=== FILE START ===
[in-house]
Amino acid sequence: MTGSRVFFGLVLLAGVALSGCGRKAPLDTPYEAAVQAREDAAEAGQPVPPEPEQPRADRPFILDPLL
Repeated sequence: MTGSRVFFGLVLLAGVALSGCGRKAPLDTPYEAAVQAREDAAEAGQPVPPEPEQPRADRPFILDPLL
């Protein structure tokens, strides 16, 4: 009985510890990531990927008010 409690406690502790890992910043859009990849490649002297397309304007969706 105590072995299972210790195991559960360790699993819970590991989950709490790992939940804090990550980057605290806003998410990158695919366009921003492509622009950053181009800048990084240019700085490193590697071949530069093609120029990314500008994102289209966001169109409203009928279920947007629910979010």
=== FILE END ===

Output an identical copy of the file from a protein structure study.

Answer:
[in-house]
Amino acid sequence: MTGSRVFFGLVLLAGVALSGCGRKAPLDTPYEAAVQAREDAAEAGQPVPPEPEQPRADRPFILDPLL
Repeated sequence: MTGSRVFFGLVLLAGVALSGCGRKAPLDTPYEAAVQAREDAAEAGQPVPPEPEQPRADRPFILDPLL
């Protein structure tokens, strides 16, 4: 009985510890990531990927008010 409690406690502790890992910043859009990849490649002297397309304007969706 105590072995299972210790195991559960360790699993819970590991989950709490790992939940804090990550980057605290806003998410990158695919366009921003492509622009950053181009800048990084240019700085490193590697071949530069093609120029990314500008994102289209966001169109409203009928279920947007629910979010």